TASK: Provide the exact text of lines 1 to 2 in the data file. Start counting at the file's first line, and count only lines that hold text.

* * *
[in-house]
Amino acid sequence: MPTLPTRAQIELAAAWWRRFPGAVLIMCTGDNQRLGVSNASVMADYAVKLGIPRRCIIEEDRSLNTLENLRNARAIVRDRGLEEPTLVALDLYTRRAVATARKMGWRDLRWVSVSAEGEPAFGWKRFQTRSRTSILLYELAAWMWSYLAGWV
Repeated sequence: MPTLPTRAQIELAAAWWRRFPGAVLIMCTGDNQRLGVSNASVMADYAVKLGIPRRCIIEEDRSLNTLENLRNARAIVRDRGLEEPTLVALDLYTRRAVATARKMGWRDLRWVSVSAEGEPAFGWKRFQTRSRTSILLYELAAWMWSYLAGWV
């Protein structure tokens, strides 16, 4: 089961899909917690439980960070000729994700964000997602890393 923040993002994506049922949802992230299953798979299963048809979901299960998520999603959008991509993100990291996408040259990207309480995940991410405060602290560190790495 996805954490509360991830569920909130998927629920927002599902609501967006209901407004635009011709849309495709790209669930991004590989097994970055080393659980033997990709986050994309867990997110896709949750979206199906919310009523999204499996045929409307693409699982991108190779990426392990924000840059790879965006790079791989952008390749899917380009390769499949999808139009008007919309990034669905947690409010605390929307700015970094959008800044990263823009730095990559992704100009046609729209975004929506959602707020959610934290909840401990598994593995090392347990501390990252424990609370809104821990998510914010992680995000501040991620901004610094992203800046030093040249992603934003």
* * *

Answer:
[in-house]
Amino acid sequence: MPTLPTRAQIELAAAWWRRFPGAVLIMCTGDNQRLGVSNASVMADYAVKLGIPRRCIIEEDRSLNTLENLRNARAIVRDRGLEEPTLVALDLYTRRAVATARKMGWRDLRWVSVSAEGEPAFGWKRFQTRSRTSILLYELAAWMWSYLAGWV